We’re creating a more connected travel industry, underpinned by sustainability and long-term investor relations.
The medieval proverb ‘All roads lead to Rome’ came to mind during the IATA AIR Symposium, held in Italy’s capital city. However, instead of roads, it was ‘all flight paths lead to Rome’ with players from across the travel industry on hand to talk all things related to airline retailing.
I had the opportunity to discuss the changes happening in this area and how we are driving innovation to support airline retailing, during a fireside chat hosted by BBC anchor Tanya Beckett.
I conveyed how vital it is for the industry to adapt to consumers’ growing expectations and the rapid evolution of technology. In today’s instant, digital world, this is all about creating memorable experiences. And airlines should be able to give travelers just that.
Rapid growth in the travel industry represents new opportunities but also brings added complexity. The critical topic here is greater collaboration and I was encouraged to see the industry more eager than ever to do this. In this respect, we sponsored an Executive Summit at the conference with over 50 of the top travel industry leaders including airlines, Travel Management Companies (TMCs) and technology providers to address some of the key challenges and opportunities the industry faces today.
One of the key takeaways was that a shift from within was essential to continue delivering on the promise to our industry. In Amadeus, we have faced change head on and are embracing a more open, agile and flexible approach to become ‘One Amadeus for airlines’. We have listened to what our customers are saying and have re-focused our business to a single customer facing team serving airlines, with regional leaders. This includes our new digital tribe with over 300 people, led by John Lonergan with his insights from over 30 years of driving transformation.
Essentially the foundation to all our work is a relentless dedication to innovation. Over the past year we’ve advanced significantly on this, partnering with heavyweights like Adobe to enable airlines to deliver amazing digital experiences. Other partnerships, like the one we have with Optym, combine its mathematical brilliance with our industry knowledge to help airlines like easyJet and Southwest Airlines improve operations and efficiency in network and schedule planning. In the spirit of collaboration we have also improved aircraft boarding times by helping Lufthansa board an A380 plane in under 20 minutes at LAX airport using biometric facial-recognition technology.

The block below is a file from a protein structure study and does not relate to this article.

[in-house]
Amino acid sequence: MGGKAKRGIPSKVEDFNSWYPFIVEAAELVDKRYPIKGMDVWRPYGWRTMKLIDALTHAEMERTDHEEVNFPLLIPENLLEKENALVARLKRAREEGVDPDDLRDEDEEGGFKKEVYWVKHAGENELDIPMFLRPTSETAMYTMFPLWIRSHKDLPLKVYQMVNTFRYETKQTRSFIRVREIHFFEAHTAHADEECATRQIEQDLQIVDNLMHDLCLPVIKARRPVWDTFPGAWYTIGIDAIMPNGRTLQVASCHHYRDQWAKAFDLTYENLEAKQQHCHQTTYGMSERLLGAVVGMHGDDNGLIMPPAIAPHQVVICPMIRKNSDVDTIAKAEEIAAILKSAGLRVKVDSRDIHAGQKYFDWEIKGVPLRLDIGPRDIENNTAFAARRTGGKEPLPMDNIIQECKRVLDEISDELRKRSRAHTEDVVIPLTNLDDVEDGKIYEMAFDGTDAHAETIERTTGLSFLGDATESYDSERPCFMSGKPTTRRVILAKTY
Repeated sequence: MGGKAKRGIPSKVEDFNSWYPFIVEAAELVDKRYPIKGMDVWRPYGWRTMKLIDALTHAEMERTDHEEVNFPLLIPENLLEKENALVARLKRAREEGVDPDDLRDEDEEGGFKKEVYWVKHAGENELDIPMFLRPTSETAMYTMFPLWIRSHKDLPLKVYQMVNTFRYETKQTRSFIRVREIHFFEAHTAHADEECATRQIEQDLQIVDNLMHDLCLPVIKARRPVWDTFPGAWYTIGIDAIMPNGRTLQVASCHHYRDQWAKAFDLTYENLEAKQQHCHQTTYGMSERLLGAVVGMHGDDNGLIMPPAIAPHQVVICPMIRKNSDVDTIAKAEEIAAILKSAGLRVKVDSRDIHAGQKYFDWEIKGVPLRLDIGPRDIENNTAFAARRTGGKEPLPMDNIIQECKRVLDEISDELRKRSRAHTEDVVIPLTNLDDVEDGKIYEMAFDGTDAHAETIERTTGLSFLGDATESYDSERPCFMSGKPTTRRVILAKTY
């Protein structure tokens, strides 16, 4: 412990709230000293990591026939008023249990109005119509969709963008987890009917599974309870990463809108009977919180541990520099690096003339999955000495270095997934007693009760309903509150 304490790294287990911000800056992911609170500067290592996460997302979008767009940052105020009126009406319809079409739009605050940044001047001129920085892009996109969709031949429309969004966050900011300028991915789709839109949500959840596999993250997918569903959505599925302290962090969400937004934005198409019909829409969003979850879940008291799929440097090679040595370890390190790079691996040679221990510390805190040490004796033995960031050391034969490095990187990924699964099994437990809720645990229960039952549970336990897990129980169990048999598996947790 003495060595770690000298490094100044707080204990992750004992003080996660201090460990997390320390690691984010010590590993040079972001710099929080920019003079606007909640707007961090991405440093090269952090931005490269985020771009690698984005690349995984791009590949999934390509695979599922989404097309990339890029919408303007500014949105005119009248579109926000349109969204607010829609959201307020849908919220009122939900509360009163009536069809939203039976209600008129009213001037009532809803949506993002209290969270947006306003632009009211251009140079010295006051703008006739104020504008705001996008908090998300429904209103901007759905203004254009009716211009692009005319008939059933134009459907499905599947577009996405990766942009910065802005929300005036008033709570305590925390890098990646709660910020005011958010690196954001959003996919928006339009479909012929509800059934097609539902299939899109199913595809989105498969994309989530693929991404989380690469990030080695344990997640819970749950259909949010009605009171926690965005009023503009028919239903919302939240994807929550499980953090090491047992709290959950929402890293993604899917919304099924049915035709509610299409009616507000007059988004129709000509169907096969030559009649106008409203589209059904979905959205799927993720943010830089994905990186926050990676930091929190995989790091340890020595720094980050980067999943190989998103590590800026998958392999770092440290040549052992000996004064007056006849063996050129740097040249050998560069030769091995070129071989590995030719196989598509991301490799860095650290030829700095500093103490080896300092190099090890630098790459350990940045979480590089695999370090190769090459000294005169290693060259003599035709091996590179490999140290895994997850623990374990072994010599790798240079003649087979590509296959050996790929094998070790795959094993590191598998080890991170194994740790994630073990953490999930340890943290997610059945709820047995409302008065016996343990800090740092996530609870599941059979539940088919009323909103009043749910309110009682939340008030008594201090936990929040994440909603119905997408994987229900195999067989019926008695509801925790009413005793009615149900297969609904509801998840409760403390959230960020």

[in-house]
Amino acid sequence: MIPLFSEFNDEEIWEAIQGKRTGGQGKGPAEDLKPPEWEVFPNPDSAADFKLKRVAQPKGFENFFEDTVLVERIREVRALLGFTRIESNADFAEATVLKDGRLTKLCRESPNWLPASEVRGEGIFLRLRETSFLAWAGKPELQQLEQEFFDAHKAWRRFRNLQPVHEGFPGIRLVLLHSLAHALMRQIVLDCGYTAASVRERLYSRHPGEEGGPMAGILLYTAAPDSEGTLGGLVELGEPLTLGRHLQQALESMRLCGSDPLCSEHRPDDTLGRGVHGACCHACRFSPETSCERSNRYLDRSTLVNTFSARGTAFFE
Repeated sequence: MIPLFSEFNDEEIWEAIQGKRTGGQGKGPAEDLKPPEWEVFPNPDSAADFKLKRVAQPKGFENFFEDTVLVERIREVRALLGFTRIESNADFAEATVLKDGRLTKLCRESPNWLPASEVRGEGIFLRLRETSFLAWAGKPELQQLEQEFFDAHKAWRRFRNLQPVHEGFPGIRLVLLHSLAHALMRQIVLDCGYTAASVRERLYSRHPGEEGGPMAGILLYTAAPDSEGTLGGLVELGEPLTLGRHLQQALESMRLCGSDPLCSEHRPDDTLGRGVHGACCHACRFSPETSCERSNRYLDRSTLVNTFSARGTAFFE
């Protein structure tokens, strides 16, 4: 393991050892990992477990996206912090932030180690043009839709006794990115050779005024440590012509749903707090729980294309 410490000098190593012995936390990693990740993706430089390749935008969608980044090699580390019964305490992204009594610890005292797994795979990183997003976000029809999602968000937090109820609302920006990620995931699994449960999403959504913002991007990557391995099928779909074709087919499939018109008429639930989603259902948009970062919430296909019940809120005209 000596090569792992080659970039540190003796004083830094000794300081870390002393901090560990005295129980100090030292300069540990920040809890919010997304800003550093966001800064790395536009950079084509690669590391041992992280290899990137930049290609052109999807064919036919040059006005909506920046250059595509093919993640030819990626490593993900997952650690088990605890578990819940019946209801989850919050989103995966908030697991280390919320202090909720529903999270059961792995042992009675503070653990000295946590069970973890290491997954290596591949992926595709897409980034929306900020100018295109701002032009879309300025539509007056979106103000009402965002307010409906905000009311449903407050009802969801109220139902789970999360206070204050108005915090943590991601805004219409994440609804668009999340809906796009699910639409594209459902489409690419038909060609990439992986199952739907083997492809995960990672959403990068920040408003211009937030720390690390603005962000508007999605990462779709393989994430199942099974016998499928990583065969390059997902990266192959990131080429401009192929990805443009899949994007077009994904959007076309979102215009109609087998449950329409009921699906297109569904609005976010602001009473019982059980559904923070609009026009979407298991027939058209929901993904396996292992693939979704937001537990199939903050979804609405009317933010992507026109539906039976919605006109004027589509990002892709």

We want to enable airlines to merchandise effectively. This is possible at every stage of the travel journey and there are emerging opportunities in several areas. This includes offer optimization and merchandising, in an airline’s own channels and through its travel agency partners. NDC is a key area to enable this, and we are one of the first providers with dual level 3 certification as both an aggregator and IT provider. Through our NDC-X program, we have partnered with several airlines and travel sellers in order to drive and industrialize this promising technology.
Ultimately, technology should be an enabler for airlines to sell better, and just as importantly, it should empower airlines to keep delivering the great customer experience their travelers expect.
I’d like to thank IATA for putting on another great event, as well as all of the airlines I had a chance to meet. I am leaving Rome with optimism that there’s great tailwinds for the industry when innovation and partnerships are at the center of everything we do.